Systemd : our Songs of Innocence


Compatible with SysV and LSB init scripts, Systemd is a system and service manager for Linux. Running as PID 1, it provides parallelization, flexible management of daemons, uses socket and D-Bus activation for starting services, keeps track of processes using cgroups, supports system state snapshotting, maintains mount points and implements a transactional dependency-based service control logic.

Despite all these nice features, Systemd is a very controversial topic. Why is that ?

Who : A story of arrogance

Lennart Poettering

Lennart Poettering, a Red Hat engineer, creator of PulseAudio, Avahi and Systemd just to name a few, has a bad reputation. Well, that’s what the Internet says. But does it ? In fact, reading Lennart’s blog or comments, I found no strong evidence of a bad temper. All I see is a leader with an agenda and a strong opinion on how things should be done in terms of software development.

To be honest, I like him, even if I absolutely don’t share his views on POSIX and The UNIX Way.

Kay Sievers

Another Red Hat employee, Kay Sievers is known as the guy behind udev and the unification of /lib, /bin and /sbin filesystem trees into /usr. He is facing the same problem than Lennart : he does things, I mean, he is active, producing actual useful code. And as everyone who ever reached a certain level of responsibility in a project, he has to make choices in order to get things done, choices that may make him look bossy at times. I can’t help but understand his position : when you dedicate so much time to something, you can’t afford to hold endless discussions with armchair philosophers.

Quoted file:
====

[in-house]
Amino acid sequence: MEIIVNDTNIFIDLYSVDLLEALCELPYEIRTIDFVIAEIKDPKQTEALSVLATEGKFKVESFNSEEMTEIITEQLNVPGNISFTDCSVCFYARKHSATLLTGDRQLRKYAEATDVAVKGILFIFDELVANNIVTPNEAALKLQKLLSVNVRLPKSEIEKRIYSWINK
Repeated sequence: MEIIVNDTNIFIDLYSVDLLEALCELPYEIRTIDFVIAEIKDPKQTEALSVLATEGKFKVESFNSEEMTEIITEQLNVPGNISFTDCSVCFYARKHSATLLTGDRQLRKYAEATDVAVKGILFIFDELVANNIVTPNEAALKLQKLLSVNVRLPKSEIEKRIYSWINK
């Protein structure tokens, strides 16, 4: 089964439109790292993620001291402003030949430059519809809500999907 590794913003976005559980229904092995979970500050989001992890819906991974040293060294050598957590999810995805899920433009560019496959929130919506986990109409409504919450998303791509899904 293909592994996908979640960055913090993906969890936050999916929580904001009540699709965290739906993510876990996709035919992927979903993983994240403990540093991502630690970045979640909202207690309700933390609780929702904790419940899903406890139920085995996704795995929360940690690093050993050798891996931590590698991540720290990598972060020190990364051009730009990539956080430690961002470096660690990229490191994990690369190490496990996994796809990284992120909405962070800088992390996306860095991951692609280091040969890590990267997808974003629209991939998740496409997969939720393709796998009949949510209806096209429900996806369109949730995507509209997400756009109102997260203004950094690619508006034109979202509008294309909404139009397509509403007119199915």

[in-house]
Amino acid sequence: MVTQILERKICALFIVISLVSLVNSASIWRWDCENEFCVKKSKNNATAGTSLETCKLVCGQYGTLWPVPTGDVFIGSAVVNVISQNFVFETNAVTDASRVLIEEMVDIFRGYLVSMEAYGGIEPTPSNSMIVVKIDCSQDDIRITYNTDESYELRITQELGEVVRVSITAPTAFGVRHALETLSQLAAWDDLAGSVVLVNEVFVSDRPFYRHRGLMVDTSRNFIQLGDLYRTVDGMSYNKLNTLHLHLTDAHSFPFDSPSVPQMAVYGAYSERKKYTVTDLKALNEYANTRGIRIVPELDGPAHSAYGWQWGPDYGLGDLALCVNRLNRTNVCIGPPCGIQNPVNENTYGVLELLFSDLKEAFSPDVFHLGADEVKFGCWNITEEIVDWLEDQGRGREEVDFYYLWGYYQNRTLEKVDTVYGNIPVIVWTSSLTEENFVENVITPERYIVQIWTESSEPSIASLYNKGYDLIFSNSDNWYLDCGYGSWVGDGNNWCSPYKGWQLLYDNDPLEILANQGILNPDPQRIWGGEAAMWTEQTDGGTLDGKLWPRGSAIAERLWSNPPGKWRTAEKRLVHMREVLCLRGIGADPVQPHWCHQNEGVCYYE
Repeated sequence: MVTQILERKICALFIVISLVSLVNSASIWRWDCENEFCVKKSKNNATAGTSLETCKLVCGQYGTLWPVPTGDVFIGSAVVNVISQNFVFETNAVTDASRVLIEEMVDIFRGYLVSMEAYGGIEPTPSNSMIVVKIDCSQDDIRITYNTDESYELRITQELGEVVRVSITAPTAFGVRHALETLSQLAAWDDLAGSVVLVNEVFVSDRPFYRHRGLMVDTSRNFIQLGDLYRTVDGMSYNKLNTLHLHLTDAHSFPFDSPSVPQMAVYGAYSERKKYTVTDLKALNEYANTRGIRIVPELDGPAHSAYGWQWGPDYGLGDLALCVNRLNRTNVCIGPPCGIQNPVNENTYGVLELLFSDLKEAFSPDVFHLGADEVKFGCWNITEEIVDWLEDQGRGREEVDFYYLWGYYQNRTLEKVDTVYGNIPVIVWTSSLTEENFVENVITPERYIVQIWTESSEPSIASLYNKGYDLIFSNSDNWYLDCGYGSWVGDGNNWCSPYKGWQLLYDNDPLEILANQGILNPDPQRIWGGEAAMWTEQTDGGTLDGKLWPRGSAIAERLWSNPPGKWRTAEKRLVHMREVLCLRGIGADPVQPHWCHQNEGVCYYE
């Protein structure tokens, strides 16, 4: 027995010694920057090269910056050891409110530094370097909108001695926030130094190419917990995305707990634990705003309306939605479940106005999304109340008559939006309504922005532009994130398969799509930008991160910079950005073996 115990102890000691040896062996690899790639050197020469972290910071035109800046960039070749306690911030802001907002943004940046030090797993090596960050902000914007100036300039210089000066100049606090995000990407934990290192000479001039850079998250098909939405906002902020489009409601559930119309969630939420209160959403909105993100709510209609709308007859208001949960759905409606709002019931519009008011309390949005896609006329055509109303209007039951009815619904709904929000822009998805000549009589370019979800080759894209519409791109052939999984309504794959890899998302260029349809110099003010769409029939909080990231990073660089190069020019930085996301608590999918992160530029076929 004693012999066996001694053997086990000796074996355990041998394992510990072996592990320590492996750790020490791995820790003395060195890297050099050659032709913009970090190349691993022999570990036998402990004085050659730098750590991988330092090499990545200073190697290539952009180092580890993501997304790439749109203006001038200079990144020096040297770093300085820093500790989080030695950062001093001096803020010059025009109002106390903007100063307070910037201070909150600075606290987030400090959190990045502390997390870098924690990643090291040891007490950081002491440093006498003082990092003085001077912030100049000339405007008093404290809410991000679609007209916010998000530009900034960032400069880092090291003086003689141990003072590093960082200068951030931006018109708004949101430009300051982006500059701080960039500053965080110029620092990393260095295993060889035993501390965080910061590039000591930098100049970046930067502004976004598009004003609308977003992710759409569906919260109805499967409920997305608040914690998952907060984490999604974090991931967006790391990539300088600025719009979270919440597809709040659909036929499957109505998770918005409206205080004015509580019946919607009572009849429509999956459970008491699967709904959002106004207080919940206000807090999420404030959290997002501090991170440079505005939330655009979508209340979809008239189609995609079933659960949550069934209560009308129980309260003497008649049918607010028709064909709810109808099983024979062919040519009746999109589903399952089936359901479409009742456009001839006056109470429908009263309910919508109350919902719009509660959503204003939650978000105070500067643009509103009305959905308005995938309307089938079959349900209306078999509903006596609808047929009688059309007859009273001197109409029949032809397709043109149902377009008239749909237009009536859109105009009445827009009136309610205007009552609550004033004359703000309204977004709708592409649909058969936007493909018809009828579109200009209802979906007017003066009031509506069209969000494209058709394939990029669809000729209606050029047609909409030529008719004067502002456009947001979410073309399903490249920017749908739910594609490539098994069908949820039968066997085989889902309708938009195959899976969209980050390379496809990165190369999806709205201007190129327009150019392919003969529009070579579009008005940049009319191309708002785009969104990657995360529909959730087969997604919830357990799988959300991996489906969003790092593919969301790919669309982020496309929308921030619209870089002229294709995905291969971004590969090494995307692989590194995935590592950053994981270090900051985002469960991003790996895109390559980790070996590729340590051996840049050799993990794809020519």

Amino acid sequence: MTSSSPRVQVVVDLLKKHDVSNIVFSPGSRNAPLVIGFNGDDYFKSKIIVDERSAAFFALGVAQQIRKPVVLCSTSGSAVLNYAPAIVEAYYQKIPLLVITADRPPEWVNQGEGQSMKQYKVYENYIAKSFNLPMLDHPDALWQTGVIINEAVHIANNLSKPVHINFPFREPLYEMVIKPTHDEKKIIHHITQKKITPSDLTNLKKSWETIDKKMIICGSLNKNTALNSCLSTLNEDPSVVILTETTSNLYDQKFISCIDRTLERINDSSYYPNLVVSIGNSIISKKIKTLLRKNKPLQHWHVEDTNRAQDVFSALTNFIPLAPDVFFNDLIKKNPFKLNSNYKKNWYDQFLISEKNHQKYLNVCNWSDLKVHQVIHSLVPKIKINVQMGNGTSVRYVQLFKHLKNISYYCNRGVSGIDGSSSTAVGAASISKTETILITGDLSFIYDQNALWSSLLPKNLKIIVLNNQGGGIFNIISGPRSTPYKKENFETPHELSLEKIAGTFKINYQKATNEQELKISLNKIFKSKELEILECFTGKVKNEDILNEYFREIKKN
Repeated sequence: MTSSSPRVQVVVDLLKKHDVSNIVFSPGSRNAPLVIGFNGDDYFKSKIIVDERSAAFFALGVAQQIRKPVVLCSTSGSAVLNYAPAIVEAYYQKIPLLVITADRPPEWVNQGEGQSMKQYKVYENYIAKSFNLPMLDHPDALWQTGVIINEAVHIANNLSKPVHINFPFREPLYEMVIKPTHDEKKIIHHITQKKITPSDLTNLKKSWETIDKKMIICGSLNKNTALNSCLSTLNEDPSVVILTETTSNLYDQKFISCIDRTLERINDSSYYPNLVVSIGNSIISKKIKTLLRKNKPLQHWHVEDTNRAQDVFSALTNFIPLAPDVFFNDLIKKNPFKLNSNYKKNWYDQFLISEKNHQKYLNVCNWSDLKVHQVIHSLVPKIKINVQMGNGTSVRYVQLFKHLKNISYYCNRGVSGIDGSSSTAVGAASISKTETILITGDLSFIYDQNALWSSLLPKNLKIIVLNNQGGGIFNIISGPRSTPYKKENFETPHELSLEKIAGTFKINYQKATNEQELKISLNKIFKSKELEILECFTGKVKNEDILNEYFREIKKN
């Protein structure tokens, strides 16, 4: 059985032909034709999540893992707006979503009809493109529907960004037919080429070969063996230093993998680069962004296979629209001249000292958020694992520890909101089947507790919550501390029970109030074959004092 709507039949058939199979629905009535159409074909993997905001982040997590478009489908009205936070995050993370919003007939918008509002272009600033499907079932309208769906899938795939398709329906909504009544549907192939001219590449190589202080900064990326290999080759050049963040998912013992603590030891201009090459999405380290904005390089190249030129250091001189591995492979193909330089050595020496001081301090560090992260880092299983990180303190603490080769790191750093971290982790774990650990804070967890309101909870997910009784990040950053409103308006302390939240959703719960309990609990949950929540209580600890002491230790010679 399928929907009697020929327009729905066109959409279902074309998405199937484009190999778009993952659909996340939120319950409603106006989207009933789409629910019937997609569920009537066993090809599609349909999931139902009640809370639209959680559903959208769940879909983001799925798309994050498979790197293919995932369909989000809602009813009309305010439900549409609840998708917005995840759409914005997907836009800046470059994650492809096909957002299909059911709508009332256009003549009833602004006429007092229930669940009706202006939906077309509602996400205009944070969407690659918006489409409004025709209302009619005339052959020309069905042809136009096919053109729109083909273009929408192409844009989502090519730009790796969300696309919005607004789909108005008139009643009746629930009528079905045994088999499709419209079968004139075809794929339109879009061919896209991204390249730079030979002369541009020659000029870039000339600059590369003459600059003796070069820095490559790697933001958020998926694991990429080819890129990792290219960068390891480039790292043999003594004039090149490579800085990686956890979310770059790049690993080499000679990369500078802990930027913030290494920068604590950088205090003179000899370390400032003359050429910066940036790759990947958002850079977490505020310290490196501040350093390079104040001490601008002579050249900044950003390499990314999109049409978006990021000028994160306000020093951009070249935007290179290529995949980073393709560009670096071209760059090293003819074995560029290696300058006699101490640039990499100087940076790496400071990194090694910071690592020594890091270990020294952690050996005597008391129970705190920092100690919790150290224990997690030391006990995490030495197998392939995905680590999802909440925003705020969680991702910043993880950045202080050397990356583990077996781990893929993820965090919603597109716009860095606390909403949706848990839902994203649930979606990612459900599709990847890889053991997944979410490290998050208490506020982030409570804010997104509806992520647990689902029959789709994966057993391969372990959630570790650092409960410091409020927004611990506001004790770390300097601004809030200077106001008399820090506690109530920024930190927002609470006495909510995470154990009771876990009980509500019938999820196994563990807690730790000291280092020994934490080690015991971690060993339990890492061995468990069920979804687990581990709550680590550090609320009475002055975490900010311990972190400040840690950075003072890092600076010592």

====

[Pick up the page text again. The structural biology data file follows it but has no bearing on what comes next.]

Lennart Poettering ? A leader with an agenda and strong opinions.

So ?

Indeed, you are free to hate these guys. After all, I haven’t read everything they wrote and they may have lost their temper somewhere at one point. One thing is sure though : they are active members of the Linux community trying to make things better. Whether you think their actions are justified or not, you can’t just shrug off their contributions. They may not be the finest of diplomats, but their work deserves some respect.

And don’t forget : you can fork 🙂

Kay and Lennart are active members of the Linux community. You can’t just shrug off their contributions.

Why : To unify and speed up and…

A bazaar…

Well, it can’t be denied : Linux is messy. Yes, I said that. Don’t get me wrong, I like this OS, it’s my favorite. I only use Mac OS X for the reason that it’s the best way to enjoy my gorgeous MacBook Air, the best computer I had until now. Yes, I said that too.

There are hundreds of distros and none of them is the same. Custom configuration files, different tools, different package managers, different filesystem trees, different conventions and paradigms… It reminds me of France before school was made compulsory for kids : one official language spoken in Paris and a galaxy of dialects (more than 200) spoken all over the country.

Linux is like France in the 1700s : One country, hundreds of dialects.

…inside a cathedral

There’s a popular legend about Linux that says it is developed by volunteers, friendly hackers seeking respect from their peers, bearded geeks living in stuffy apartments, surviving on Coke and chips. I would love to believe it, but the changelogs on tells a very different story. Samsung, Intel, Redhat, Huawei, ARM… The e-mail addresses of the contributors mostly points to big corporations, as far as can be from the Mythical Garage or the Mighty Bedroom.

The e-mail addresses of the Linux contributors mostly points to big corporations, as far as can be from the Mythical Garage or the Mighty Bedroom.